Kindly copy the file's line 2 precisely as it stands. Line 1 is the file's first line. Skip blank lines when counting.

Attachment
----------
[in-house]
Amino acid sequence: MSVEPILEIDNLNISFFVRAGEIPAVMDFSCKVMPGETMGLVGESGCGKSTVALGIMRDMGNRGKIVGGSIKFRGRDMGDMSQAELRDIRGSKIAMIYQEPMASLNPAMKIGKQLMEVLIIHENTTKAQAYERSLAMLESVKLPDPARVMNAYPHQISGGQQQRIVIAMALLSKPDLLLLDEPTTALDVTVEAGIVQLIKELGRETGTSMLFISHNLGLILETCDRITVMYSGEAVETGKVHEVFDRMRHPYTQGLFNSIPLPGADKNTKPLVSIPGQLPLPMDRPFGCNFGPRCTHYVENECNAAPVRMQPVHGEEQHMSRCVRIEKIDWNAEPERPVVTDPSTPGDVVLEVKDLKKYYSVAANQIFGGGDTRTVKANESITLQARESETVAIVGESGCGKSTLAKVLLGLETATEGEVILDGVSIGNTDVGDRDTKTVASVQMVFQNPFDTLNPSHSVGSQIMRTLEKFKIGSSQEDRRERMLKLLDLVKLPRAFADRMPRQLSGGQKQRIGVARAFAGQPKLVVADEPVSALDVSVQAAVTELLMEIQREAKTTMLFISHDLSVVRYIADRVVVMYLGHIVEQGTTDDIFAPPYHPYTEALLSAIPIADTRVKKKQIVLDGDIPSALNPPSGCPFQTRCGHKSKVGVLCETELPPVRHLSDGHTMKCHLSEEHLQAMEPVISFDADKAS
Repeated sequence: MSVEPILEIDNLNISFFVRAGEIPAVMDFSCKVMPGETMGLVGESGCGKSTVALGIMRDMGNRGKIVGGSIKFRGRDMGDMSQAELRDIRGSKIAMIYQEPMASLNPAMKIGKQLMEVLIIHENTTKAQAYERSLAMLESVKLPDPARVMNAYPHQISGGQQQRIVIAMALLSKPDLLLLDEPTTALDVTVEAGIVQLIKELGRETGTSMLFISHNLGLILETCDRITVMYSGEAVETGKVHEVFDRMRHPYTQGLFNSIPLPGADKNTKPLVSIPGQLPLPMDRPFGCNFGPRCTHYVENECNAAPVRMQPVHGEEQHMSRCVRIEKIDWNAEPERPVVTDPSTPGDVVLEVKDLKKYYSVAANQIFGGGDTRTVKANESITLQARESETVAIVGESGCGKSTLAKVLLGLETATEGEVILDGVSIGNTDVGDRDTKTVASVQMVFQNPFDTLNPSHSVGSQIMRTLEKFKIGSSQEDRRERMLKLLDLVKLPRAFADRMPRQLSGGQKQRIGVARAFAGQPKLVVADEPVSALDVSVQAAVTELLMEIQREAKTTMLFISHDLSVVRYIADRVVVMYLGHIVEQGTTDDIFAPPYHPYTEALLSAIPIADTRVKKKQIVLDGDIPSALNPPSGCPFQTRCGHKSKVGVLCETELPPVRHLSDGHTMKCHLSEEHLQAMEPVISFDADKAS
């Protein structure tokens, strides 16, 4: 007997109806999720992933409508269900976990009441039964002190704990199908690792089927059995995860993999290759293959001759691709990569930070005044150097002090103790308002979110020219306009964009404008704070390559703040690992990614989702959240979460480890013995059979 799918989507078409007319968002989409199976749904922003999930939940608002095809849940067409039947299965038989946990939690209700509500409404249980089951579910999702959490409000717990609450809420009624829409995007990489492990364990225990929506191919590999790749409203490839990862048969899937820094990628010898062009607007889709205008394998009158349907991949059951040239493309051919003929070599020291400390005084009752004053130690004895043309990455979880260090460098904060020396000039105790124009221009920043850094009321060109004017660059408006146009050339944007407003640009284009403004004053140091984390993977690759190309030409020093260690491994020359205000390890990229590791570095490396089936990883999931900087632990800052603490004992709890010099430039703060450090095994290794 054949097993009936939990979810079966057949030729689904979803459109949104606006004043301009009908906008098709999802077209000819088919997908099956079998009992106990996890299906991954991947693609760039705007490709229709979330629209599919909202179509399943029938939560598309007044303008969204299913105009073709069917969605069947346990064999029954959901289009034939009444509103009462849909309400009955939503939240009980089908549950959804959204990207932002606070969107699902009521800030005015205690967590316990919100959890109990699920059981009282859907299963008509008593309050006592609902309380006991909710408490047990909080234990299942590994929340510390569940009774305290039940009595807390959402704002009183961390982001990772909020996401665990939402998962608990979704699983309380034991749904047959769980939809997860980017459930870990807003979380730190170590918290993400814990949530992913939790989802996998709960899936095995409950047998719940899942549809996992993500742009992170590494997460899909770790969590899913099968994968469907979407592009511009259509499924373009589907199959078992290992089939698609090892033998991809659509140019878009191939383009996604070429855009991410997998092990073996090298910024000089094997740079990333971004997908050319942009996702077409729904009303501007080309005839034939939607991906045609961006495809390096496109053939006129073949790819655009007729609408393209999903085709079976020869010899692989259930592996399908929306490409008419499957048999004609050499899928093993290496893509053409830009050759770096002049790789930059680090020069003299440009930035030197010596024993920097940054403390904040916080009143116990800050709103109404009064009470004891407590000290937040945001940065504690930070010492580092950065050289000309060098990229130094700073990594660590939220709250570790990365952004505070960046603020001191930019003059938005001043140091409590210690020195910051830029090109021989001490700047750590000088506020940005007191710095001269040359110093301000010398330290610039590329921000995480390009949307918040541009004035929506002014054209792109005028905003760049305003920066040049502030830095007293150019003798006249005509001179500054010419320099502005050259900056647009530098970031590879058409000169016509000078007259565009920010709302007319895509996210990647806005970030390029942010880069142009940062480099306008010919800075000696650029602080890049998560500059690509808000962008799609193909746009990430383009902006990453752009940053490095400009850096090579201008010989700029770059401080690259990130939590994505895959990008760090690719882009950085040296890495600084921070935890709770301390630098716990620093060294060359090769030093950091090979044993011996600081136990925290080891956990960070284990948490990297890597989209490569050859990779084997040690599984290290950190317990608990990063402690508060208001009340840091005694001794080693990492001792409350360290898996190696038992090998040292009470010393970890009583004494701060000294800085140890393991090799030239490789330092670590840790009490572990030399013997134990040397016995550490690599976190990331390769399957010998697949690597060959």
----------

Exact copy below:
Amino acid sequence: MSVEPILEIDNLNISFFVRAGEIPAVMDFSCKVMPGETMGLVGESGCGKSTVALGIMRDMGNRGKIVGGSIKFRGRDMGDMSQAELRDIRGSKIAMIYQEPMASLNPAMKIGKQLMEVLIIHENTTKAQAYERSLAMLESVKLPDPARVMNAYPHQISGGQQQRIVIAMALLSKPDLLLLDEPTTALDVTVEAGIVQLIKELGRETGTSMLFISHNLGLILETCDRITVMYSGEAVETGKVHEVFDRMRHPYTQGLFNSIPLPGADKNTKPLVSIPGQLPLPMDRPFGCNFGPRCTHYVENECNAAPVRMQPVHGEEQHMSRCVRIEKIDWNAEPERPVVTDPSTPGDVVLEVKDLKKYYSVAANQIFGGGDTRTVKANESITLQARESETVAIVGESGCGKSTLAKVLLGLETATEGEVILDGVSIGNTDVGDRDTKTVASVQMVFQNPFDTLNPSHSVGSQIMRTLEKFKIGSSQEDRRERMLKLLDLVKLPRAFADRMPRQLSGGQKQRIGVARAFAGQPKLVVADEPVSALDVSVQAAVTELLMEIQREAKTTMLFISHDLSVVRYIADRVVVMYLGHIVEQGTTDDIFAPPYHPYTEALLSAIPIADTRVKKKQIVLDGDIPSALNPPSGCPFQTRCGHKSKVGVLCETELPPVRHLSDGHTMKCHLSEEHLQAMEPVISFDADKAS